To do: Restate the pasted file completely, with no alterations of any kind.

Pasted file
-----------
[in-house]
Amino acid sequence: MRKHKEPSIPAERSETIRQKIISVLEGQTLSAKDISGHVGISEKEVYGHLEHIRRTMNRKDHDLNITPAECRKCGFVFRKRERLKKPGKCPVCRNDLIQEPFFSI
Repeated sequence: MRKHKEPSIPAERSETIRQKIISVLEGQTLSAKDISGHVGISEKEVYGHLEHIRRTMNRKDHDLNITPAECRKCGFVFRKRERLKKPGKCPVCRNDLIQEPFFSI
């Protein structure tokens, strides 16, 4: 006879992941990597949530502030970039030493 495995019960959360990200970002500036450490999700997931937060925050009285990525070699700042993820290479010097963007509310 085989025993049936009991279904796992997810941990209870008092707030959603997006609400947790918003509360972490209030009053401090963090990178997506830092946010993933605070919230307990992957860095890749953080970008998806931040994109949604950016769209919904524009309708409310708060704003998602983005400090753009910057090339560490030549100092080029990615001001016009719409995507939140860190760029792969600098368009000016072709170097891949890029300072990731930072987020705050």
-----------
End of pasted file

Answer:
[in-house]
Amino acid sequence: MRKHKEPSIPAERSETIRQKIISVLEGQTLSAKDISGHVGISEKEVYGHLEHIRRTMNRKDHDLNITPAECRKCGFVFRKRERLKKPGKCPVCRNDLIQEPFFSI
Repeated sequence: MRKHKEPSIPAERSETIRQKIISVLEGQTLSAKDISGHVGISEKEVYGHLEHIRRTMNRKDHDLNITPAECRKCGFVFRKRERLKKPGKCPVCRNDLIQEPFFSI
């Protein structure tokens, strides 16, 4: 006879992941990597949530502030970039030493 495995019960959360990200970002500036450490999700997931937060925050009285990525070699700042993820290479010097963007509310 085989025993049936009991279904796992997810941990209870008092707030959603997006609400947790918003509360972490209030009053401090963090990178997506830092946010993933605070919230307990992957860095890749953080970008998806931040994109949604950016769209919904524009309708409310708060704003998602983005400090753009910057090339560490030549100092080029990615001001016009719409995507939140860190760029792969600098368009000016072709170097891949890029300072990731930072987020705050």